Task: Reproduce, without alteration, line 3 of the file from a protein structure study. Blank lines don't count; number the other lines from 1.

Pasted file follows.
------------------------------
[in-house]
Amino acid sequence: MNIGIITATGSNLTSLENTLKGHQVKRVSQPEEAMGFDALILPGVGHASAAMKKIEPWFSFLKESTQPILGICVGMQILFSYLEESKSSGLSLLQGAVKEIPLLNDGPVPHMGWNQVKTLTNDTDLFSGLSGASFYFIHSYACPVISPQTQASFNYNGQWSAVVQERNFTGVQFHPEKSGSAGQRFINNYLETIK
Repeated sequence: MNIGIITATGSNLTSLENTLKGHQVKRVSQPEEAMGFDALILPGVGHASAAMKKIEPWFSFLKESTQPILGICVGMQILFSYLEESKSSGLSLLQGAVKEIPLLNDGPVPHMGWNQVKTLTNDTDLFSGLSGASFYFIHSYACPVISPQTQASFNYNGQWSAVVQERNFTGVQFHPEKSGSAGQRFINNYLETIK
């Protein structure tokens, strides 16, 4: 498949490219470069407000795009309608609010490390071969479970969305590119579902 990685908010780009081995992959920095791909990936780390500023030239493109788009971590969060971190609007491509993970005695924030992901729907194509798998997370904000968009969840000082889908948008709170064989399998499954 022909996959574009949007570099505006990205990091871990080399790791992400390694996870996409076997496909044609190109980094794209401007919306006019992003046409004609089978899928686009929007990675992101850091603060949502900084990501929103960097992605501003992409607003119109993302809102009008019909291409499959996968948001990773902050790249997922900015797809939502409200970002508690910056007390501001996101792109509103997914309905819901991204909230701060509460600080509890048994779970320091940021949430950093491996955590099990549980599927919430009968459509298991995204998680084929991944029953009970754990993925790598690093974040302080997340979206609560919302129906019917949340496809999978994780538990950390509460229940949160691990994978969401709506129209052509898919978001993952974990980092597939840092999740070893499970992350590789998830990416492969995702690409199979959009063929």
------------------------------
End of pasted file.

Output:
Repeated sequence: MNIGIITATGSNLTSLENTLKGHQVKRVSQPEEAMGFDALILPGVGHASAAMKKIEPWFSFLKESTQPILGICVGMQILFSYLEESKSSGLSLLQGAVKEIPLLNDGPVPHMGWNQVKTLTNDTDLFSGLSGASFYFIHSYACPVISPQTQASFNYNGQWSAVVQERNFTGVQFHPEKSGSAGQRFINNYLETIK